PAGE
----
Beginning with a tarot reading that shows the ominous cards in full colour before turning to black and white, the time span is split into chapters counting down the minutes as she goes to a café, rehearses with her band, meets a friend. She is a superficial young women who revels in her beauty, skipping lightly through life, she believes herself to be more alive than others because of it. And yet, in the time that is traditionally meant for lovers to meet, she is having to face her mortality and she’s scared.
Produced and directed by Agnès Varda the Parisian streetscapes were refreshingly real, people walking along look directly at the camera in curiosity and overheard fragments of conversation form a wonderful collage of city life as Cléo walks, takes a bus, a taxi or two. At one point she meets a friend, Dorothée, (Dorothée Blanck) who’s modelling for a sculpture class. Cléo asks her why she isn’t embarrassed about being naked, she says she would be worried the students would see a flaw. Dorothée says she isn’t embarrassed at all she’s happy with her body not proud of it. I loved that subtle scene that showed the vulnerability of Cleo.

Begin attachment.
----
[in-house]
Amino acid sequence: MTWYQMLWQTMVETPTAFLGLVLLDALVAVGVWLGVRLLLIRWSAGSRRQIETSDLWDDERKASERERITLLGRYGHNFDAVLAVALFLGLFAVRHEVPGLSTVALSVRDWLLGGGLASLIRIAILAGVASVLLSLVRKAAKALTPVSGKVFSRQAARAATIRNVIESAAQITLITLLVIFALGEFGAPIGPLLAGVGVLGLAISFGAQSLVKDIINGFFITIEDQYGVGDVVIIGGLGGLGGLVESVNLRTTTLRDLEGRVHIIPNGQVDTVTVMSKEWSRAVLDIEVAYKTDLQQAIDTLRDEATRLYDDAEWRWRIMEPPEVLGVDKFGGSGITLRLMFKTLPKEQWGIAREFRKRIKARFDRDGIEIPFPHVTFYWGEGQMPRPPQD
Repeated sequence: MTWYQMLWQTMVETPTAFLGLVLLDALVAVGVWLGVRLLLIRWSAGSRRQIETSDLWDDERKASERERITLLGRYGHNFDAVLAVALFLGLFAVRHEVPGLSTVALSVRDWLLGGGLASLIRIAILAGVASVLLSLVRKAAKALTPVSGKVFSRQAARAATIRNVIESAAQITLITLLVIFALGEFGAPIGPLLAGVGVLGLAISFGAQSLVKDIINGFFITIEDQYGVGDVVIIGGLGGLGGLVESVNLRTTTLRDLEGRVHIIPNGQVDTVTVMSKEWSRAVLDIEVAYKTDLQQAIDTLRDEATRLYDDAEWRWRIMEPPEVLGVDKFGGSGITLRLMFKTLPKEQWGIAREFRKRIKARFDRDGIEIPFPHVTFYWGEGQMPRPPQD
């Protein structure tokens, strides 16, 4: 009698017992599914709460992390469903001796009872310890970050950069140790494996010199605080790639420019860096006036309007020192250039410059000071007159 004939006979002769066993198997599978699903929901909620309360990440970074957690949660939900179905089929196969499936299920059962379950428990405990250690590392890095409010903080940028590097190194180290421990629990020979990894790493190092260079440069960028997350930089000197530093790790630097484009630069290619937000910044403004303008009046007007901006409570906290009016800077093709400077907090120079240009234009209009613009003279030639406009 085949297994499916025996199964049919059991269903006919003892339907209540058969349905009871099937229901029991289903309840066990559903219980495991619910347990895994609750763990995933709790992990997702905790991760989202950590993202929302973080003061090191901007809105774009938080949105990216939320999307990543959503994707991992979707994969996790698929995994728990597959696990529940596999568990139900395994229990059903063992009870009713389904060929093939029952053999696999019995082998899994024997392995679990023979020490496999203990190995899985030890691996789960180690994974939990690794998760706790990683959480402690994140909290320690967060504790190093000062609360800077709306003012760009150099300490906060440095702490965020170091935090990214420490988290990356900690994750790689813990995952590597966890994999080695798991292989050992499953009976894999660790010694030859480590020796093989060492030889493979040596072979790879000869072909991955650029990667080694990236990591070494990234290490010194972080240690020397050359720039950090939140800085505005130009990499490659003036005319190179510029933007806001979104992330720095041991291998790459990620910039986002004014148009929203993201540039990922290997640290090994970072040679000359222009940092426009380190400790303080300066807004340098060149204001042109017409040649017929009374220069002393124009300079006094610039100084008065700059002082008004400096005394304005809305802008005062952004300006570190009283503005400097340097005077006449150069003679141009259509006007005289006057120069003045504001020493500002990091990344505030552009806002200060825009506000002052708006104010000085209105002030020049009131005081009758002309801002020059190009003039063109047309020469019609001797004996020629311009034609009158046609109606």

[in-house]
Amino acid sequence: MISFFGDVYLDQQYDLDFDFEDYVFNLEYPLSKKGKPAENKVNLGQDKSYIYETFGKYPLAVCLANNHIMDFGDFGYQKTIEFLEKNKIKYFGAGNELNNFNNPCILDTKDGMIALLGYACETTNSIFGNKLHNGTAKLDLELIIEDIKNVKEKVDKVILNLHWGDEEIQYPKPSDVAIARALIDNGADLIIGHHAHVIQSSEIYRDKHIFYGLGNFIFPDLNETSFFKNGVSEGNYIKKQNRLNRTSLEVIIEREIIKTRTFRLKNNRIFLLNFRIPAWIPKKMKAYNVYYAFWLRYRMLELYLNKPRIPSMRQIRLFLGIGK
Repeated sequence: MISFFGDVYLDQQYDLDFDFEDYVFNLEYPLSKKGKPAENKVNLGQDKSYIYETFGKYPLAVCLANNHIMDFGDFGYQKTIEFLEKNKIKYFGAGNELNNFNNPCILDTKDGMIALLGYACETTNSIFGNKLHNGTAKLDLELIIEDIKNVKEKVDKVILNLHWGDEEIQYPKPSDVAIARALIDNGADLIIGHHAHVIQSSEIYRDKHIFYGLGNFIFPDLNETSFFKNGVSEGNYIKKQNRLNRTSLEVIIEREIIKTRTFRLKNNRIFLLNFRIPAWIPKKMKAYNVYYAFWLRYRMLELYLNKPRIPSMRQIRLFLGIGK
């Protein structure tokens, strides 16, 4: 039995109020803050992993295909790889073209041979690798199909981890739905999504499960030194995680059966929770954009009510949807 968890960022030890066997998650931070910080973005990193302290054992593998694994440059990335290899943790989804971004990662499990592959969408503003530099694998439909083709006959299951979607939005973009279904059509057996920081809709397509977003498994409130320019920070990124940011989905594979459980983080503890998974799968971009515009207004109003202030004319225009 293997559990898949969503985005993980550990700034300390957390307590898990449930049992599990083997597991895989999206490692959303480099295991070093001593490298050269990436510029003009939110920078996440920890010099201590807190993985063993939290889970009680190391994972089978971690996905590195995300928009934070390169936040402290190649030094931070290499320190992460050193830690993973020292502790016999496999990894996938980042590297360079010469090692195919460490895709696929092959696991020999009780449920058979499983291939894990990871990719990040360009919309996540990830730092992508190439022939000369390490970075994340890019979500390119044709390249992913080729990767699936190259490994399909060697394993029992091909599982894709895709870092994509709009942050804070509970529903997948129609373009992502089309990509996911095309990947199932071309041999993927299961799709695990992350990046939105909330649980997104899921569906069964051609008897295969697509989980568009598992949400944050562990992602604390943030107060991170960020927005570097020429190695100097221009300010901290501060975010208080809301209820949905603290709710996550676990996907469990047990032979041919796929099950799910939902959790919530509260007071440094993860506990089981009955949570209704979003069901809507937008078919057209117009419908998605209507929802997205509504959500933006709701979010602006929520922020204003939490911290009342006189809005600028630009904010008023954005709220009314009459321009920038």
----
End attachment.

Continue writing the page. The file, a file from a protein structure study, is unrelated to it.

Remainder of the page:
I don’t want to give anything away about the ending, obviously it’s not a thriller, but it was lovely to watch unknowing. This is 90 highly recommended minutes viewing.
Sachi (Haruka Ayase), Yoshino (Masami Nagasawa) and Chika (Kaho) are sisters in their twenties, living together in their family home in the sea side town of Kamakura. Left by their father fifteen years earlier and by their mother a year later, the girls’ are a tight knit, happy group who, although they had a grandmother, have ostensibly bought themselves up.
When they hear about the death of their father they agree to go to his funeral and meet for the first time their fourteen year old half sister Suzu (Suzu Hirose). They easily form a bond and since she is now orphaned they ask her to come and live with them. Directed by Hirokazu Kore-eda, this is a beautifully delicate look at the lives of the four young women. Continue reading “A Film For April: Our Little Sister”
Winner of the Palme d’Or at the 1984 Cannes Film Festival, this is a simple story about family ties, love and redemption directed by Wim Wenders and written by Sam Shepard.
Travis (Harry Dean Stanton) mysteriously wanders out of the desert and is found unconscious by a German Doctor who calls the only number in his pocket. Having been missing for four years, his brother Walt (Dean Stockwell) is amazed when he comes to collect him and drives him from Texas to his home in Los Angeles, which he shares with his French wife Anne (Aurore Clément). On the road we find out that Travis’ eight year old son Hunter has been living with them after Jane, his mother (Nastassja Kinski) also disappeared. What has happened to Travis and where is Jane? Continue reading “A Film for March: Paris, Texas”